A Shock is Keith Ridgway’s latest (not-exactly-a) novel (not-exactly-a-short-story-collection). In nine chapters his London based characters pop up in each other’s lives, sometimes peripherally, sometimes centrally, and the sections layer and themes build and it feels like both traditional and new storytelling. At the heart of Ridgway’s writing is his astonishing skill writing people who breathe on the pages. He digs beneath surfaces and reveals the interesting quirky parts of being human we all have. His dialogue is naturalistic, full of things unsaid, pauses and tangents. He takes a typical setting – the pub – and conjures it all so vividly, the boring mate, the pub weirdo, a shift in mood. People in the pub tell each other tales which echo those in A Shock. One story they make up cannot be told. “It untells itself.” Which is exactly the kind of headfuck A Shock offers.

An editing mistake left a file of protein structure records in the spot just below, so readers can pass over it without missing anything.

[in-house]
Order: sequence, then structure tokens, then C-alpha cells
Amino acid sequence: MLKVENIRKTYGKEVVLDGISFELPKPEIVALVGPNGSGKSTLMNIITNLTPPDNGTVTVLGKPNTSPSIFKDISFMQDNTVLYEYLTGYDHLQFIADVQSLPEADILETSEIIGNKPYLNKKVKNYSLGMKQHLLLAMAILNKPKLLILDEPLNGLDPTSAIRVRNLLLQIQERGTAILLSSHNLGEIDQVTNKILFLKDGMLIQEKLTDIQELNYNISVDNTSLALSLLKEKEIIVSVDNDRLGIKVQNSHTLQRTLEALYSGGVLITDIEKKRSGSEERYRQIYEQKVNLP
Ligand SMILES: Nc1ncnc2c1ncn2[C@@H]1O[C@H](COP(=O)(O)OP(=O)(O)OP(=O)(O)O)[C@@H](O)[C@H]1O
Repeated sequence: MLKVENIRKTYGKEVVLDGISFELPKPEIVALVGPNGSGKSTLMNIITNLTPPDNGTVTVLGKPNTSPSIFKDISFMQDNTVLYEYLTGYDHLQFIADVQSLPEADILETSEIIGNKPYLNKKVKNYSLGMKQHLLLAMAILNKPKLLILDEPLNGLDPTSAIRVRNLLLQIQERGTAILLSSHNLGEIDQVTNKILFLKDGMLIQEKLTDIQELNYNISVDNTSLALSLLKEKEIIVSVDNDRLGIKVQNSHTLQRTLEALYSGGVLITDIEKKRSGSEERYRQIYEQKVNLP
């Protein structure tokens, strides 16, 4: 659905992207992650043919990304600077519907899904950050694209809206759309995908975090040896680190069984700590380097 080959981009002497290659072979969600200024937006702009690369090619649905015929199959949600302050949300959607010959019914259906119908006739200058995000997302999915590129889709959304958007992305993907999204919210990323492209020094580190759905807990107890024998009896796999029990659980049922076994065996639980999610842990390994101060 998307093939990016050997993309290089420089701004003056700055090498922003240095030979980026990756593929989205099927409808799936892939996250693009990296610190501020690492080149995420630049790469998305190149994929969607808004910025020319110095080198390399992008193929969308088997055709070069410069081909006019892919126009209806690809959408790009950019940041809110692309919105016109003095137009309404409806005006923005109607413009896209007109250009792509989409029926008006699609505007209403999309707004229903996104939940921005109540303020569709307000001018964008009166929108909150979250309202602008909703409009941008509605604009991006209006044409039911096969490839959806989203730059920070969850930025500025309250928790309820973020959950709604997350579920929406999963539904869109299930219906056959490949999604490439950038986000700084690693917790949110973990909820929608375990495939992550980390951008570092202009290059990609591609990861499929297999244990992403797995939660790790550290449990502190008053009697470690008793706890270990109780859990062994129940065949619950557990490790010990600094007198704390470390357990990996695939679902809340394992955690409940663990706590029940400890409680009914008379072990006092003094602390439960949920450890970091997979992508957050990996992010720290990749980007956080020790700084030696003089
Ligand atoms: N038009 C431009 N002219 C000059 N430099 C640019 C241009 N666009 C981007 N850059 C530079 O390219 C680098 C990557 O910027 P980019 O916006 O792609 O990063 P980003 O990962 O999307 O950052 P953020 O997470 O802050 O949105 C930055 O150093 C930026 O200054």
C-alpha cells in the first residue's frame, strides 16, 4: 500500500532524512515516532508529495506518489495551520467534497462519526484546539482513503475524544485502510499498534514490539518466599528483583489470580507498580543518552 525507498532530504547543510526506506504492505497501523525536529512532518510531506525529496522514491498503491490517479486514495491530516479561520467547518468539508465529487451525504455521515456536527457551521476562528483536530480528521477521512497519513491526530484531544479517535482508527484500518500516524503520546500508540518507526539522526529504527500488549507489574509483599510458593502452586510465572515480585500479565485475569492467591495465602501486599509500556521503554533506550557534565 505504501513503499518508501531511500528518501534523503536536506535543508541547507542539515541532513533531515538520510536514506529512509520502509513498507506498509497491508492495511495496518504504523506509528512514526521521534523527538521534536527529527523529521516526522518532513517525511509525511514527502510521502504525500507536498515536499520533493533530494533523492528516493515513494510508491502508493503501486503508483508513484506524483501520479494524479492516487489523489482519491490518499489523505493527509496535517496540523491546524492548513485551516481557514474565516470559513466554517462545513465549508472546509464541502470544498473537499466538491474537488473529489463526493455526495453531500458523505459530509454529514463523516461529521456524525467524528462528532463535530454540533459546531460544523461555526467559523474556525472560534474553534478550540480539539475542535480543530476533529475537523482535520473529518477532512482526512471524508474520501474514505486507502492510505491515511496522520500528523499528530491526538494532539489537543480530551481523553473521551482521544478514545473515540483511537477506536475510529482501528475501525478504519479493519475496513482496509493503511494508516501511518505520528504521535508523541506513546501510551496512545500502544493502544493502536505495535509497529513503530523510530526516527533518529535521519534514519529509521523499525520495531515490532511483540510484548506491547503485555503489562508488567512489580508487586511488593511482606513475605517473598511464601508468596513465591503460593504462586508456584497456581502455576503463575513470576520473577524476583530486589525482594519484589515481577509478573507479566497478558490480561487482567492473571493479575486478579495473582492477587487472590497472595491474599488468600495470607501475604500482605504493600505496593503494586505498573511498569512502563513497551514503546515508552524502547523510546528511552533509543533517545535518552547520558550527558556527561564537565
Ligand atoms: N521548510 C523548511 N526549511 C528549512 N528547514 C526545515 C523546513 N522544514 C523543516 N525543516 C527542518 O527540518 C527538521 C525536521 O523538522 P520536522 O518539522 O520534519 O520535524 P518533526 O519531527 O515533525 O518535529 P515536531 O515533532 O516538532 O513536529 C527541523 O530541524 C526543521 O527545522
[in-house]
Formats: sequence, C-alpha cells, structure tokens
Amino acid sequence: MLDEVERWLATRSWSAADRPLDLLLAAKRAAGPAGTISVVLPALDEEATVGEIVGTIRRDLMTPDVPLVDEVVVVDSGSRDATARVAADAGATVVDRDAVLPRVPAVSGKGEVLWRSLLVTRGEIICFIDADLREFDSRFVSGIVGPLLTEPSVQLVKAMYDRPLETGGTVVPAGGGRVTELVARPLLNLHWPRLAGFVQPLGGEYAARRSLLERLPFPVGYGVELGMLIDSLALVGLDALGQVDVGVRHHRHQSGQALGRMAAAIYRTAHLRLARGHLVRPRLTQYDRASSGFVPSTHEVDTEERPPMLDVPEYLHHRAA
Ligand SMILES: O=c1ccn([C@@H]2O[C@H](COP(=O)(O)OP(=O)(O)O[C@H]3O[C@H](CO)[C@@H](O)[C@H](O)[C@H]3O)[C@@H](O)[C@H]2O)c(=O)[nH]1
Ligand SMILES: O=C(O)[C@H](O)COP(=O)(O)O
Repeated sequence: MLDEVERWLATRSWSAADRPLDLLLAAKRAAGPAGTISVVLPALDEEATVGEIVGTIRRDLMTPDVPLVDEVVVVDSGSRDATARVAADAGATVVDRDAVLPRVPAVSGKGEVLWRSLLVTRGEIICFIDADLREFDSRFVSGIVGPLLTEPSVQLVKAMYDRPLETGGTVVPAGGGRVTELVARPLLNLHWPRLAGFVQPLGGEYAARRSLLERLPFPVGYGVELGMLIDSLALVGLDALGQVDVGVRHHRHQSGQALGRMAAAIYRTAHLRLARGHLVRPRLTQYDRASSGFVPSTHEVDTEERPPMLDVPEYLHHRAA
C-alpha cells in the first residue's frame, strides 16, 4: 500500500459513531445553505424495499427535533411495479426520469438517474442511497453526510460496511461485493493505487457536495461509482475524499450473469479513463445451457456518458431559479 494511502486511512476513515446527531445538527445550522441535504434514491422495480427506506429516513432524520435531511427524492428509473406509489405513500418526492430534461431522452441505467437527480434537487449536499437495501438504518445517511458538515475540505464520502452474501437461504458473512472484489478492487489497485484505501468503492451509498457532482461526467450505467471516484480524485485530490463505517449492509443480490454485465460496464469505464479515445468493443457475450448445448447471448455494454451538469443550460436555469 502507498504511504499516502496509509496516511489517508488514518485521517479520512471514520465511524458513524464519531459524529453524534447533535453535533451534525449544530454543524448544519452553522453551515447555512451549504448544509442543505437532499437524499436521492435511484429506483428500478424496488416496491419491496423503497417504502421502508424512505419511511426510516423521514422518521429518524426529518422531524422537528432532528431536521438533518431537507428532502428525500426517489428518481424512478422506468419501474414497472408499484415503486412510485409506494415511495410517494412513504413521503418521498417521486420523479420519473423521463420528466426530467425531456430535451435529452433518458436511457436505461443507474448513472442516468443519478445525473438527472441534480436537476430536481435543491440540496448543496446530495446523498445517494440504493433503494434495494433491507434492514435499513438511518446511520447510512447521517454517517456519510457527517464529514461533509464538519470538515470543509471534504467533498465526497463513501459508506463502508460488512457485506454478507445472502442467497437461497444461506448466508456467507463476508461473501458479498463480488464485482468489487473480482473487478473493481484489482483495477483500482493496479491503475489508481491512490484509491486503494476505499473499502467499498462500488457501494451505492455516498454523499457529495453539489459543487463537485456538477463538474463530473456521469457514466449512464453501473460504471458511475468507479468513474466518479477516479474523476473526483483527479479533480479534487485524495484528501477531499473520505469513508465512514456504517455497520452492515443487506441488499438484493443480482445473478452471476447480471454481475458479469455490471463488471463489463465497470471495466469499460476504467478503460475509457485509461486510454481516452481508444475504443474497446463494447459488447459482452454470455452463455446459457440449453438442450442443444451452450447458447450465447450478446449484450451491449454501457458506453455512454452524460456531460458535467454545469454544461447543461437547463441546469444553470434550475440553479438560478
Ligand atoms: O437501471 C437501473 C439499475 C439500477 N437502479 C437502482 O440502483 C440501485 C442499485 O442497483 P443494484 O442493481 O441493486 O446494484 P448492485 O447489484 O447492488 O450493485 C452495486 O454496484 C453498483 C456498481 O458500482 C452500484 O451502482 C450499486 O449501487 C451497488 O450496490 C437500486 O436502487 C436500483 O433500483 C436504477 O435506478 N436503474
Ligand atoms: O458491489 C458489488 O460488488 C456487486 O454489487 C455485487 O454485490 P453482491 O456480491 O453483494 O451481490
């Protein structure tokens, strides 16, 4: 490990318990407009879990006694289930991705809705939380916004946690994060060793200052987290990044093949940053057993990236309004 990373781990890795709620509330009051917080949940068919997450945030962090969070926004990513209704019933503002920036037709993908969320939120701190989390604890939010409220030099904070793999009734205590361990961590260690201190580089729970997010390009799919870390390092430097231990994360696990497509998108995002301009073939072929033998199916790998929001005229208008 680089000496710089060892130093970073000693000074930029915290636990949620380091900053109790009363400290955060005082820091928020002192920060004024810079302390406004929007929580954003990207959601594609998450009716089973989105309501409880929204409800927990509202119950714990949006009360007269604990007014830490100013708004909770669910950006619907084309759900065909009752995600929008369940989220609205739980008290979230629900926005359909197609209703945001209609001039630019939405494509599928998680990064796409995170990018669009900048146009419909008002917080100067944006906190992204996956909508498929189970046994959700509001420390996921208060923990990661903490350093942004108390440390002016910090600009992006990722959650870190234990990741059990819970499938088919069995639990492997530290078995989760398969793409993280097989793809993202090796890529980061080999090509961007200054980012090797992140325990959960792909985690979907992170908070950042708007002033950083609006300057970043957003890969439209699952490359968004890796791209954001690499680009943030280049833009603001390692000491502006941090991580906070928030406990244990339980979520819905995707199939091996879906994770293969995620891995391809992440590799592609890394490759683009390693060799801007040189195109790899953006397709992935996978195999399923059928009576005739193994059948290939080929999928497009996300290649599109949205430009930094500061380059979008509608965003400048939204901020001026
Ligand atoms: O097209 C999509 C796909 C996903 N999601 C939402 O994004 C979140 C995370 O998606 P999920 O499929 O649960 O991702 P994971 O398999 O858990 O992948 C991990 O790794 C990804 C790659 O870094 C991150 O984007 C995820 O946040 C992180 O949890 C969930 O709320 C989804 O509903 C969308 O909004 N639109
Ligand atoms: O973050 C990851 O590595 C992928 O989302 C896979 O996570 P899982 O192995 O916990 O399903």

There’s a wonderfully awkward exploration of racism within a long-standing friendship, the loneliness and sadness of a widow, gay sex and drugs, rented flats, and more rodents than I’m comfortable with. People go missing or are lost or hidden. The reader is gifted an intimate view and it’s all superb.
“It was a blank-sky day, all of London suspended in a bowl of hot milk, her headache spooning through the sludge of her brain, her eyes almost closed, a taste in her mouth of the metal in the air and the shit in the metal and the blood in the shit.” I mean, how fucking amazing is that?
The beginning story is of a widow listening to a party next door, the last story is from the party itself. There are loops and circles and echoes throughout this intriguing book. It’s a witty and smart and human and dazzling read and I think Ridgway is a rare genius. This is storytelling to be excited by. Such a treat to read something so cleverly crafted that it immediately demands to be reread and paid attention to.